35 framed images. Denise Ippolito and I will be there and hope that you will be too. Click here for additional details.
Expanding Your Creative Vision Nature Photography Seminar
Sept 30, 2013 9:00 am – 5:00 pm, Canton, MA.
Sponsored by Mass Audubon/Museum of American Bird Art
Non-members: $89.00/Members: $79.00
Click here to register
Spend an amazing day with Arthur Morris and Denise Ippolito in a full day nature photography seminar. Learn more about Denise on her website; be sure to visit her beautiful image galleries. You know me. If you live withing 3 hours of Boston and love photographing nature this experience is not to be missed. Artie will be doing a Tuesday night program for Mass Audubon. Both events will held be in conjunction with the opening of a 35-image exhibition of his work at the Museum of American Bird Art on Sunday, September 29, 2013. See details above.
9:00 to 10:45am: Choosing and Using Lenses for Nature Photography BIRDS AS ART Style – Artie Morris
10:45 to 11:00am: break
11:00 to 12:00 noon: Blooming Ideas – Denise Ippolito
12:00 to 1:00pm: Lunch
1:00 to 2:00pm: Refining Your Photographic Vision: Artie Morris and Denise Ippolito
2:00 to 2:30: Pro Gear Handling Tips – Artie Morris and Denise Ippolito
2:30 to 2:45: break
2:45 to 3:45: Creating Pleasing Blur – Artie Morris and Denise Ippolito s
3:45 to 5pm: Image Critiquing. Registrants will be asked to submit no more than three 1400 (wide) or 1050 (tall) sharpened JPEGs via e-mail 2-4 weeks before the seminar. At least one image from each participant will be selected for review.
Click here to register
Mass Audubon Special Event: A Bird Photographer’s Story
I will be presenting ” A Bird Photographer’s Story” on Tuesday, October 1, 2103 from 7:00-9:00pm for Mass Audubon. This event, which will be held at the auditorium, Canton High School, 900 Washington St, Canton MA 02021, is being sponsored by Canon USA/Explorers of Light and will be free and open to the public. The event is being hosted by The Museum of American Bird Art at Mass Audubon.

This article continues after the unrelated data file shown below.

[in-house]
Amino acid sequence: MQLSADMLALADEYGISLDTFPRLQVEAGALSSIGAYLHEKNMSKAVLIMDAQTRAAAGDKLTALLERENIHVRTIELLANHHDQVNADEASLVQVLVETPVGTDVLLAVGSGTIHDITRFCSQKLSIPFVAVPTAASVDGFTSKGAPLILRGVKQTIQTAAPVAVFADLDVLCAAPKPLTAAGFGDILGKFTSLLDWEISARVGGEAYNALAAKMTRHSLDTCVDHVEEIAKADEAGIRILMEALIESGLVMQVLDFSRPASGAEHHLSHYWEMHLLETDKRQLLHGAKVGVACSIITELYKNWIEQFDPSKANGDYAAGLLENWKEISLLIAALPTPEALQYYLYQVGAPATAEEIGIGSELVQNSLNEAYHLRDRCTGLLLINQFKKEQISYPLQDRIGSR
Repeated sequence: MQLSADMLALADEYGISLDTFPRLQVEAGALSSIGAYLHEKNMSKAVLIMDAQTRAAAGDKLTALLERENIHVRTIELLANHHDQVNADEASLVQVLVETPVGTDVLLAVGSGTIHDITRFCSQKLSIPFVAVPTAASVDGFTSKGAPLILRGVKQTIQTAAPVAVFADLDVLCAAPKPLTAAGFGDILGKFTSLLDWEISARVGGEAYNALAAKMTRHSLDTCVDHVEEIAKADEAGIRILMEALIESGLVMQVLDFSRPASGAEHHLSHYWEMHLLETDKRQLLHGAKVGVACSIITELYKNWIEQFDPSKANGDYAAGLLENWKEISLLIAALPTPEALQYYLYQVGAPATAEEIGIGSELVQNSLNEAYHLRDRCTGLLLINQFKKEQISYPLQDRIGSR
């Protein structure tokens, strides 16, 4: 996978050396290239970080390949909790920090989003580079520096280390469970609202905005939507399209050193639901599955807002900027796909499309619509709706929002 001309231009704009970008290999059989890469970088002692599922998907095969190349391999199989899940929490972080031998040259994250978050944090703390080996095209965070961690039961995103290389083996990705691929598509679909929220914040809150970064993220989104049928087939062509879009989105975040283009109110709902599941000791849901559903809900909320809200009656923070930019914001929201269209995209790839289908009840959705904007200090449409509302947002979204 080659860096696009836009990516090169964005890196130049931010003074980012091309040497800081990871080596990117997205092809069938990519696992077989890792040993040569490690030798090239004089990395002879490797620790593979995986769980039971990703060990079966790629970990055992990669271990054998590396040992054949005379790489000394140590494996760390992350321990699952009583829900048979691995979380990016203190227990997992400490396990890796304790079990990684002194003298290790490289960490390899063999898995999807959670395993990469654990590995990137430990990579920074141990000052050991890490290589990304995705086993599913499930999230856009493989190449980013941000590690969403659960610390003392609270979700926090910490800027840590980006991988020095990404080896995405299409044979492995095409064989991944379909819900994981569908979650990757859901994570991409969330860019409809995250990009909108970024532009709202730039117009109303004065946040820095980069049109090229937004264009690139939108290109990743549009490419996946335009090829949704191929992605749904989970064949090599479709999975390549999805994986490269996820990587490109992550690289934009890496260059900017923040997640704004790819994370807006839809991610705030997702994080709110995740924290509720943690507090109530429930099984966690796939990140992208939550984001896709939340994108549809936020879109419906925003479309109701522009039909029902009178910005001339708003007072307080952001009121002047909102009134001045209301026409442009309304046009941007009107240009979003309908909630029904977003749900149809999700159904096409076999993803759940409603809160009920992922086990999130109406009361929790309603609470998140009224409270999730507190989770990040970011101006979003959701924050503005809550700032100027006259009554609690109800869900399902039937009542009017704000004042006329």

Click here for additional details.
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LensCoats. I have a LensCoat on each of my big lenses to protect them from nicks and thus increase their re-sales value. All my big lens LensCoat stuff is in Hardwood Snow pattern.
LegCoat Tripod Leg Covers. I have four tripods active and each has a Hardwood Snow LegCoat on it to help prevent further damage to my tender shoulders And you will love them in mega-cold weather….
Gitzo GT3532 LS CF Tripod. This one replaces the GT3530LS Tripod and will last you a lifetime. Learn more about this great tripod here.
Mongoose M3.6 Tripod Head. Right now this is the best tripod head around for use with lenses that weigh less than 9 pounds. For heavier lenses, check out the Wimberley V2 head.
Double Bubble Level. You will find one in my camera’s hot shoe whenever I am not using flash.
The Lens Align Mark II. I use the Lens Align Mark II pretty much religiously to micro-adjust all of my gear an average of once a month and always before a major trip. Enjoy our free comprehensive tutorial here.
BreezeBrowser. I do not see how any digital photographer can exist without this program.
Delkin Flash Cards. I use and depend on Delkin compact Flash Cards and card readers most every day. Learn more about their great 700X and 1000X cards here or about my favorite Delkin card here.